MCN Blogs
David Poland

By David Poland

DP/30: Jack Larson & James Bridges – A Hollywood Partnership

This is a very unique DP/30. Jack Larson, best known as an actor for playing Jimmy Olsen on the old Superman TV show, tells his Hollywood story, from the beginning to today. Much of that story included his partner in all things, the director James Bridges, best known for The China Syndrome, The Paper Chase, Urban Cowboy, and other highly respected work.

On the occasion of the release of a bio of Bridges by Peter Tonguette, Larson decided to do something he rarely did as a well-known actor… talk about his life with the media. It’s a story of how things were, how things changed over 60+ years, and how some things never change.

It’s a looong conversation, but a rewarding one.

Be Sociable, Share!

6 Responses to “DP/30: Jack Larson & James Bridges – A Hollywood Partnership”

  1. Leighton says:

    I would love to watch this, but the many grunts, “yeah”, “un-huh”, etc., of the interviewer, make it unbearable.

  2. Hallick says:

    Okay Leighton, but still, go knock on Larson’s door and make your own L/30; and when it’s ready, put the link up here and give us another perspective. Like the man says, the best way to critique a film is make a better one.

  3. berg says:

    exhaustive but well worth the time spent ….

  4. scooterzz says:

    seriously, one of the all-time best…nice call…

  5. Mickey says:

    Thanks, Dave, you’re a master! So patient and present and with the flow, invisibly guiding the chat to a beautiful openess for a great story!

The Hot Blog

Quote Unquotesee all »

It shows how out of it I was in trying to be in it, acknowledging that I was out of it to myself, and then thinking, “Okay, how do I stop being out of it? Well, I get some legitimate illogical narrative ideas” — some novel, you know?

So I decided on three writers that I might be able to option their material and get some producer, or myself as producer, and then get some writer to do a screenplay on it, and maybe make a movie.

And so the three projects were “Do Androids Dream of Electric Sheep,” “Naked Lunch” and a collection of Bukowski. Which, in 1975, forget it — I mean, that was nuts. Hollywood would not touch any of that, but I was looking for something commercial, and I thought that all of these things were coming.

There would be no Blade Runner if there was no Ray Bradbury. I couldn’t find Philip K. Dick. His agent didn’t even know where he was. And so I gave up.

I was walking down the street and I ran into Bradbury — he directed a play that I was going to do as an actor, so we know each other, but he yelled “hi” — and I’d forgot who he was.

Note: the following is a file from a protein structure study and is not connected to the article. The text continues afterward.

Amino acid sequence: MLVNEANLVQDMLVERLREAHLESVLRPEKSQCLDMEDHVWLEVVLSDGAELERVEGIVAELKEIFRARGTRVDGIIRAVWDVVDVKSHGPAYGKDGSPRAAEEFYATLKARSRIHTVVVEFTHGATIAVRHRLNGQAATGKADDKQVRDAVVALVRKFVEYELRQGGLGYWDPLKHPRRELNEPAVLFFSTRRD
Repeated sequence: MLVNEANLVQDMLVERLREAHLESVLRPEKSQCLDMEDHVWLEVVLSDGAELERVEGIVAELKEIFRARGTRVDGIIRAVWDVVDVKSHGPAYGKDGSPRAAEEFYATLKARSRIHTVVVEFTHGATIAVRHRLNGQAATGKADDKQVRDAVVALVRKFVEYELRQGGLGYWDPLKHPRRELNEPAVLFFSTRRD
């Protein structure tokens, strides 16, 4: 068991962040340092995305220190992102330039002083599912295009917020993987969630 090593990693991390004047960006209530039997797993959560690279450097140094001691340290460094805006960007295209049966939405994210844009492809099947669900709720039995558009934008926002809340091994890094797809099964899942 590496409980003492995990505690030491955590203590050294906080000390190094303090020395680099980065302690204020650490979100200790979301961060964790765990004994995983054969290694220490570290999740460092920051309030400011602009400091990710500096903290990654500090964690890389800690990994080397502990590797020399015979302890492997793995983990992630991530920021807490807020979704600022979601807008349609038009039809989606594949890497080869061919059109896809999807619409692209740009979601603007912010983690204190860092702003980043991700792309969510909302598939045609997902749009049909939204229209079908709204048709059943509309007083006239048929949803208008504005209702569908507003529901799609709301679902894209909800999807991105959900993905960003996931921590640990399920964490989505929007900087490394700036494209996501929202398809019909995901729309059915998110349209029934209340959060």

So at my girlfriend Barbara Hershey’s urging — I was with her at that moment — she said, “Talk to him! That guy really wants to talk to you,” and I said “No, fuck him,” and keep walking.

But then I did, and then I realized who it was, and I thought, “Wait, he’s in that realm, maybe he knows Philip K. Dick.” I said, “You know a guy named—” “Yeah, sure — you want his phone number?”

My friend paid my rent for a year while I wrote, because it turned out we couldn’t get a writer. My friends kept on me about, well, if you can’t get a writer, then you write.”
~ Hampton Fancher

“That was the most disappointing thing to me in how this thing was played. Is that I’m on the phone with you now, after all that’s been said, and the fundamental distinction between what James is dealing with in these other cases is not actually brought to the fore. The fundamental difference is that James Franco didn’t seek to use his position to have sex with anyone. There’s not a case of that. He wasn’t using his position or status to try to solicit a sexual favor from anyone. If he had — if that were what the accusation involved — the show would not have gone on. We would have folded up shop and we would have not completed the show. Because then it would have been the same as Harvey Weinstein, or Les Moonves, or any of these cases that are fundamental to this new paradigm. Did you not notice that? Why did you not notice that? Is that not something notable to say, journalistically? Because nobody could find the voice to say it. I’m not just being rhetorical. Why is it that you and the other critics, none of you could find the voice to say, “You know, it’s not this, it’s that”? Because — let me go on and speak further to this. If you go back to the L.A. Times piece, that’s what it lacked. That’s what they were not able to deliver. The one example in the five that involved an issue of a sexual act was between James and a woman he was dating, who he was not working with. There was no professional dynamic in any capacity.

~ David Simon